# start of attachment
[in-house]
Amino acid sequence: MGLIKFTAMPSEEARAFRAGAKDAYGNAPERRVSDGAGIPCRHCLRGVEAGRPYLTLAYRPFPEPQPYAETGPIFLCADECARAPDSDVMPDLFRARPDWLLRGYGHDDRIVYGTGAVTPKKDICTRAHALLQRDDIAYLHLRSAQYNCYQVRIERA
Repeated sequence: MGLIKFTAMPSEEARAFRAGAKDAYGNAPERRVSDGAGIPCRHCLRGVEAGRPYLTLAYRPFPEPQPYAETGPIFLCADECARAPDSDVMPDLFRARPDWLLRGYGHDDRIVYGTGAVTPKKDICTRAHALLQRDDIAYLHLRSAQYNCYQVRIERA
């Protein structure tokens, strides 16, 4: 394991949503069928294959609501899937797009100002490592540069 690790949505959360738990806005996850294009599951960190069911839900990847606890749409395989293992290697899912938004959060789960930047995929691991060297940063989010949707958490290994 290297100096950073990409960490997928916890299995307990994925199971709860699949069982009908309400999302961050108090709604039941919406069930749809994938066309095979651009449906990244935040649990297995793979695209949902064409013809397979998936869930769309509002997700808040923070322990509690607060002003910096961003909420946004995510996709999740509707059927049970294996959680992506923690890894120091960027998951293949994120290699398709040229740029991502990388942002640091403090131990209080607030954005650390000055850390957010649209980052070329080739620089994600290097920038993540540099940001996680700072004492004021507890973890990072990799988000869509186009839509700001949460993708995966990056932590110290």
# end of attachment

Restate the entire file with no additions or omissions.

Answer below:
[in-house]
Amino acid sequence: MGLIKFTAMPSEEARAFRAGAKDAYGNAPERRVSDGAGIPCRHCLRGVEAGRPYLTLAYRPFPEPQPYAETGPIFLCADECARAPDSDVMPDLFRARPDWLLRGYGHDDRIVYGTGAVTPKKDICTRAHALLQRDDIAYLHLRSAQYNCYQVRIERA
Repeated sequence: MGLIKFTAMPSEEARAFRAGAKDAYGNAPERRVSDGAGIPCRHCLRGVEAGRPYLTLAYRPFPEPQPYAETGPIFLCADECARAPDSDVMPDLFRARPDWLLRGYGHDDRIVYGTGAVTPKKDICTRAHALLQRDDIAYLHLRSAQYNCYQVRIERA
């Protein structure tokens, strides 16, 4: 394991949503069928294959609501899937797009100002490592540069 690790949505959360738990806005996850294009599951960190069911839900990847606890749409395989293992290697899912938004959060789960930047995929691991060297940063989010949707958490290994 290297100096950073990409960490997928916890299995307990994925199971709860699949069982009908309400999302961050108090709604039941919406069930749809994938066309095979651009449906990244935040649990297995793979695209949902064409013809397979998936869930769309509002997700808040923070322990509690607060002003910096961003909420946004995510996709999740509707059927049970294996959680992506923690890894120091960027998951293949994120290699398709040229740029991502990388942002640091403090131990209080607030954005650390000055850390957010649209980052070329080739620089994600290097920038993540540099940001996680700072004492004021507890973890990072990799988000869509186009839509700001949460993708995966990056932590110290």